Is your S ok with spending 3 years at F&M and then at least another two at a new university? Basically he’s starting over with a new set of classmates and friends. I don’t see this as an enjoyable experience for your son unless there’s more information.

We did a soccer camp and coach has indicated that he is in the second tier so there is a chance if the tier 1 students dont take the offer then my son has a chance, he like the coach and his playing style and hence that is on the list. But because the coach is not committed yet we are not planning any early application for this college. Yes 3+2 program is something we have talked about, because he is also playing soccer, I am ok with him having some additional time.

The challenge is in your younger age your body can handle the sports activities better and I want to try every possible route for him to play the sport , we are trying to convince him for club sport but he is still not ready to accept it and hence we are trying to keep the colleges on the list where there is a slight possibility of him getting to play on his soccer.

We know it takes time to accept the reality and move on, hopefully by the time the results come he may change his mind and settle with club soccer.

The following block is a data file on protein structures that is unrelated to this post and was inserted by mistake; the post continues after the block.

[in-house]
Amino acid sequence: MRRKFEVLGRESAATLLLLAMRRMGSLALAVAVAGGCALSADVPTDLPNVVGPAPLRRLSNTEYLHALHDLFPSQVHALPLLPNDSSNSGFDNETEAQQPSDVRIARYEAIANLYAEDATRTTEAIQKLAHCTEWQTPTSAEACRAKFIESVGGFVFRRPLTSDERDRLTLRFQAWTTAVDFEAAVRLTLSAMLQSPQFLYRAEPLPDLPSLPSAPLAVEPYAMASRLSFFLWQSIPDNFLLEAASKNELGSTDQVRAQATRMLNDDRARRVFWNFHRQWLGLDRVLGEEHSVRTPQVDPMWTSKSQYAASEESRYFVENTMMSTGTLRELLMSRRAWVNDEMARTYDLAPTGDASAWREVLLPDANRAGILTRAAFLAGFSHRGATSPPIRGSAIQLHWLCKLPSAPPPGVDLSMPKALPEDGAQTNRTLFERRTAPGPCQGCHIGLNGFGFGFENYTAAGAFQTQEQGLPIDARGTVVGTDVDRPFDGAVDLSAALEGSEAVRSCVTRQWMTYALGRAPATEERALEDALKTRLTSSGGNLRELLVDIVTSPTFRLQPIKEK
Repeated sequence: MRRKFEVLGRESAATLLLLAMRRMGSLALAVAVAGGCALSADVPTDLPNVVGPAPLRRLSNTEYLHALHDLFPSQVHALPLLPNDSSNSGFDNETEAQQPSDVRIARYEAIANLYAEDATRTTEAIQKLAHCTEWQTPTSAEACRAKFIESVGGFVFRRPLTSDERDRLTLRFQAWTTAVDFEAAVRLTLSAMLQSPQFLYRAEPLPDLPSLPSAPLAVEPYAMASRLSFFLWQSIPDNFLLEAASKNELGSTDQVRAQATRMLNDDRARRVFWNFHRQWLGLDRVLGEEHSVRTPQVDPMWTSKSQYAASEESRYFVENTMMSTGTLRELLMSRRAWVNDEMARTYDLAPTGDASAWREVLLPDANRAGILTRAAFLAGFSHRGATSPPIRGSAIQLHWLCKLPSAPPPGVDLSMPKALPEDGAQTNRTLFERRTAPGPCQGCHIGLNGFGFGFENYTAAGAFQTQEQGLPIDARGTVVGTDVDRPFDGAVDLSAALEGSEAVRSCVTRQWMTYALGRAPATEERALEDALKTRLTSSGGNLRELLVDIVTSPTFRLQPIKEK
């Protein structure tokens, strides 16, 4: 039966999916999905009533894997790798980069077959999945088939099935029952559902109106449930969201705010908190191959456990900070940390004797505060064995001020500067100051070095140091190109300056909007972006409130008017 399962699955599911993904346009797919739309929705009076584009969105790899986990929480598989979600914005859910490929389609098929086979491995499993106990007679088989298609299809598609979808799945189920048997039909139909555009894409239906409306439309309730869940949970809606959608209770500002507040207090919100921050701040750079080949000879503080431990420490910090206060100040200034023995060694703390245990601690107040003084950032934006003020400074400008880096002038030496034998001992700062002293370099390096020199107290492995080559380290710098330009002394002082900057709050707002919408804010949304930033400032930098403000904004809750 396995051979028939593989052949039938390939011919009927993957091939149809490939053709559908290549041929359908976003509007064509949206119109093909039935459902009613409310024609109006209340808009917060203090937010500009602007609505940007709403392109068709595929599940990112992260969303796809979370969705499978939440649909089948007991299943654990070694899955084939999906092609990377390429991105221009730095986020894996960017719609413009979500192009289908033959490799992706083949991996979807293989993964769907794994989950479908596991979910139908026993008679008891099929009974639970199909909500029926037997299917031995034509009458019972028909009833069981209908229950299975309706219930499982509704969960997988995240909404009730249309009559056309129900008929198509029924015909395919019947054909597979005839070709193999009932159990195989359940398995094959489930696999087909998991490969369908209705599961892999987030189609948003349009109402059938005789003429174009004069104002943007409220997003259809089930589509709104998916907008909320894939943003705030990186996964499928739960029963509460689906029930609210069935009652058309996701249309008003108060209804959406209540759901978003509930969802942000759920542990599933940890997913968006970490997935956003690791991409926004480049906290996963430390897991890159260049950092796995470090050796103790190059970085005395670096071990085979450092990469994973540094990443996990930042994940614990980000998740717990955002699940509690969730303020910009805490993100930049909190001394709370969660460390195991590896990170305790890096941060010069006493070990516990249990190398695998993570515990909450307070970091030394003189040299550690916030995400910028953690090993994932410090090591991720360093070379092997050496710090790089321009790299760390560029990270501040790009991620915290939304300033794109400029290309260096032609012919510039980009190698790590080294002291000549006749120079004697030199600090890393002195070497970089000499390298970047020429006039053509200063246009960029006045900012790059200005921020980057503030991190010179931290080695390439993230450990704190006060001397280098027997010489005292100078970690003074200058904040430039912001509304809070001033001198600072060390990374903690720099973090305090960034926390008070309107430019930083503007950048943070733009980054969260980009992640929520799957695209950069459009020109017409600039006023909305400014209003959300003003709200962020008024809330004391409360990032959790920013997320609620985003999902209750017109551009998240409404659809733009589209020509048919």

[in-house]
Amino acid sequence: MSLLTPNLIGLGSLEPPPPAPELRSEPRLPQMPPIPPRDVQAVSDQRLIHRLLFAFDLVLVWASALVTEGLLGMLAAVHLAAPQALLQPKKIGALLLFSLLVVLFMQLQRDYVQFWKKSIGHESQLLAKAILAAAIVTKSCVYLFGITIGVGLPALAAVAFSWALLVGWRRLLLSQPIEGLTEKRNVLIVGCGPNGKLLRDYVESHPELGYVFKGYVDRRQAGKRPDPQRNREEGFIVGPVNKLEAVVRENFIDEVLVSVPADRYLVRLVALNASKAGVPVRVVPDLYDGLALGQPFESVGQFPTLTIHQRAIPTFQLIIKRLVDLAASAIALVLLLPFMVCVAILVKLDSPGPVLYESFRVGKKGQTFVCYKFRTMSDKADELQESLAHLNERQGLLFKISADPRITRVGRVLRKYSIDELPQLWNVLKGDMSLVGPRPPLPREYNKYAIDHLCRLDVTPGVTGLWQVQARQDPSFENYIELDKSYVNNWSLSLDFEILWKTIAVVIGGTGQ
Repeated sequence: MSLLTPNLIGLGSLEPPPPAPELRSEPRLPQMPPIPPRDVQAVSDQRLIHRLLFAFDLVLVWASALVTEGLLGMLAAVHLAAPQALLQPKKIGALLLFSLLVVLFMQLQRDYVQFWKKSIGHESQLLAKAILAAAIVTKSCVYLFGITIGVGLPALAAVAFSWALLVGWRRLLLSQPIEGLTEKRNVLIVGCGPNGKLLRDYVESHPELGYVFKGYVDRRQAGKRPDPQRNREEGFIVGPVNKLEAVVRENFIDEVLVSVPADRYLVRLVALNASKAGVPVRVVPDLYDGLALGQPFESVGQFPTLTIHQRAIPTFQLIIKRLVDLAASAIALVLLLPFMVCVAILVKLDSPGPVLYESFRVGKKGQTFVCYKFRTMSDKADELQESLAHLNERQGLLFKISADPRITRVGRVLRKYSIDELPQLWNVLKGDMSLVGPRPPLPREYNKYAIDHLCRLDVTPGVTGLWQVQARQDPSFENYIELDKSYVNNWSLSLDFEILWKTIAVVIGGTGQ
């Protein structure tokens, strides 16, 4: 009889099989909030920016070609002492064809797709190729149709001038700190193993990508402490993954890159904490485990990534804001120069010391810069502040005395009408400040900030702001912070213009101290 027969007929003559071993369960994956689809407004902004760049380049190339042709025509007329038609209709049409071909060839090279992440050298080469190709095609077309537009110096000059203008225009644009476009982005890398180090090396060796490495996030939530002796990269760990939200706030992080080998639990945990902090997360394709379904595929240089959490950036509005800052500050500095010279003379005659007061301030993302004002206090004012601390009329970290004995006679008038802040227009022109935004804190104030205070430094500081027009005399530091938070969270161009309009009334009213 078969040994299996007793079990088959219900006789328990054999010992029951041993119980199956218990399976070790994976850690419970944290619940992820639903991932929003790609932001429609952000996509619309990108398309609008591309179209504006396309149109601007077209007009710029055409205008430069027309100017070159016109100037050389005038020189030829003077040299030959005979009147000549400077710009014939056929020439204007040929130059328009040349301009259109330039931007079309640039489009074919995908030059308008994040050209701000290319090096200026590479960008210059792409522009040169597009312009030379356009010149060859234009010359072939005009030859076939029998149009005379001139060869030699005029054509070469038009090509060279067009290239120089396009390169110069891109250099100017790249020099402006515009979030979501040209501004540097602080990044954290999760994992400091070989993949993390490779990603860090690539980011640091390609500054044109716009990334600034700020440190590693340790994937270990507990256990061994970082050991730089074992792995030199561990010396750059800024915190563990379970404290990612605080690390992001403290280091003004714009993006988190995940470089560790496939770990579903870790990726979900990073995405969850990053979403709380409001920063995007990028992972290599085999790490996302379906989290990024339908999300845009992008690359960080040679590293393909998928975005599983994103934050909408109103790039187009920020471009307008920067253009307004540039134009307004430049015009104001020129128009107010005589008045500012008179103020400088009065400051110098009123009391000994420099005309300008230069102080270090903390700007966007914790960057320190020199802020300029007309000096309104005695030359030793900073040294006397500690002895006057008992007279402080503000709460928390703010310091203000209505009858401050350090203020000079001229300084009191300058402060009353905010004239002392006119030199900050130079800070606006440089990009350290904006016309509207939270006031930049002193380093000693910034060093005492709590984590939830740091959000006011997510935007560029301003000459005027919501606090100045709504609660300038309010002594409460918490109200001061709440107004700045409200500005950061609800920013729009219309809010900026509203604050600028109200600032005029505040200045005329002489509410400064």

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You should add Michigan too

It’s not a balanced list. Far too many reaches including the last 3 and far too few targets/safeties. Also, I would not over emphasize the national merit piece. Schools are looking less and less at scores and more at other factors. My kid had 1580 and lots of rejections. And was Captain of many things (sports and leadership). Tons of awards in multiple areas (some nat’l/internatl). Nothing is a given anymore.

I agree with others that it’s going to be really narrow to find tissue engineering. Better a solid BME course.
I think keeping the sports component in the mix is important. That might mean he ends up at an LAC in something like bio instead of BME.

Ohio State offers a tissue engineering track for BME. BME Domain Expertise | Biomedical Engineering

Engineering there is an FYE program, engineering students take introductory classes and once pre-reqs to apply for major are completed the student lists 3 majors in preference and the applications are reviewed for acceptance into the major. BME has been one of the more competitive majors in the past usually requiring a 3.5 or higher for one of the 100-110 seats.


If he wants to continue playing soccer competitively maybe replace the D1 schools with D3 schools? He could try to walk-on D3 schools.

Georgia Tech, Stanford, Duke replace with WUSTL, CMU, Case, Emory, RPI, RIT, Rochester, WPI or even UTDallas.

U Chicago is a D3 school, you may add it to your list. Per the UW GPA and profile you mentioned for your S, I think 2-3 UCs acceptances are more likely in your case. That’s your safety list, IMO. With that said, I don’t know why you have more safe colleges on your list, since your school has a limit on the # of colleges a student can apply to. USC is a great school, I would add USC to your list. They give half tuition to NMF students and a full scholarship to selected students through interview. IMO, you can focus on your Reach and Super Reach list (including USC), hoping that your S will make it to a couple from it. Good luck.